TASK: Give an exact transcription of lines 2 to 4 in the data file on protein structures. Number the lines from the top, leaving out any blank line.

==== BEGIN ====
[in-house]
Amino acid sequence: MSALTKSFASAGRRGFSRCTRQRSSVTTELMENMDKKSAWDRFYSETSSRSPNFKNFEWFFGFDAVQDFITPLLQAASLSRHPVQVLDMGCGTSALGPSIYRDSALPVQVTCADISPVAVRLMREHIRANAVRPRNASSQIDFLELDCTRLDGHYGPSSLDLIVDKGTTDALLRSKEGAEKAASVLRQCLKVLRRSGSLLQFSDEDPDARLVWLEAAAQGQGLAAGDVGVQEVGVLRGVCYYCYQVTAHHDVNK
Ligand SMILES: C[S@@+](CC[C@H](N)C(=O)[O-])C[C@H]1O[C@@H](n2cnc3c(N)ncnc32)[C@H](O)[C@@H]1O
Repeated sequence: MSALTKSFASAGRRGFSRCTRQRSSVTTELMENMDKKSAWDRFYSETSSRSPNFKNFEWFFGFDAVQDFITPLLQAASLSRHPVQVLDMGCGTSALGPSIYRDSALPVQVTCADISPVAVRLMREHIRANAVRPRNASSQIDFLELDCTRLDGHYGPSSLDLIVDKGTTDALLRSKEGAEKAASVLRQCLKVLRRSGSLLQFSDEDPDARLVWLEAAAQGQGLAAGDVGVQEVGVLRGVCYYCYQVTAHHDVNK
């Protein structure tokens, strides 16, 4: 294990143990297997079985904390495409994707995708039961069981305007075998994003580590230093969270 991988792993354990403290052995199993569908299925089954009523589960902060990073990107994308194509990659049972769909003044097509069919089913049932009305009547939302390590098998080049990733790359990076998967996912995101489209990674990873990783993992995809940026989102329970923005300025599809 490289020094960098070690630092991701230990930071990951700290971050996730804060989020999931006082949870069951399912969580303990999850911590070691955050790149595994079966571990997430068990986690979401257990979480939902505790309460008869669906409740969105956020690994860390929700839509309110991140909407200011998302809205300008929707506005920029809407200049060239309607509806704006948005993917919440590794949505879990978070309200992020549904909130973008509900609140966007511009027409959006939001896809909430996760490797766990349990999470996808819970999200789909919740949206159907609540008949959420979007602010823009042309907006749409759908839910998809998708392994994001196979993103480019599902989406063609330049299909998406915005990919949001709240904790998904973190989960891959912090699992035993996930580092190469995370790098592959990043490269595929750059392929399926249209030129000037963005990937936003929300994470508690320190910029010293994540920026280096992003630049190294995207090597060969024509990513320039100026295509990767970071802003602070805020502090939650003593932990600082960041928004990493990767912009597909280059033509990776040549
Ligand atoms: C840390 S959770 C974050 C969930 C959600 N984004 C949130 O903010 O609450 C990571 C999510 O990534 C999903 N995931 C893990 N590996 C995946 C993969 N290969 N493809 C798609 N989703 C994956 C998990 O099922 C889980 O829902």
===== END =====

Amino acid sequence: MSALTKSFASAGRRGFSRCTRQRSSVTTELMENMDKKSAWDRFYSETSSRSPNFKNFEWFFGFDAVQDFITPLLQAASLSRHPVQVLDMGCGTSALGPSIYRDSALPVQVTCADISPVAVRLMREHIRANAVRPRNASSQIDFLELDCTRLDGHYGPSSLDLIVDKGTTDALLRSKEGAEKAASVLRQCLKVLRRSGSLLQFSDEDPDARLVWLEAAAQGQGLAAGDVGVQEVGVLRGVCYYCYQVTAHHDVNK
Ligand SMILES: C[S@@+](CC[C@H](N)C(=O)[O-])C[C@H]1O[C@@H](n2cnc3c(N)ncnc32)[C@H](O)[C@@H]1O
Repeated sequence: MSALTKSFASAGRRGFSRCTRQRSSVTTELMENMDKKSAWDRFYSETSSRSPNFKNFEWFFGFDAVQDFITPLLQAASLSRHPVQVLDMGCGTSALGPSIYRDSALPVQVTCADISPVAVRLMREHIRANAVRPRNASSQIDFLELDCTRLDGHYGPSSLDLIVDKGTTDALLRSKEGAEKAASVLRQCLKVLRRSGSLLQFSDEDPDARLVWLEAAAQGQGLAAGDVGVQEVGVLRGVCYYCYQVTAHHDVNK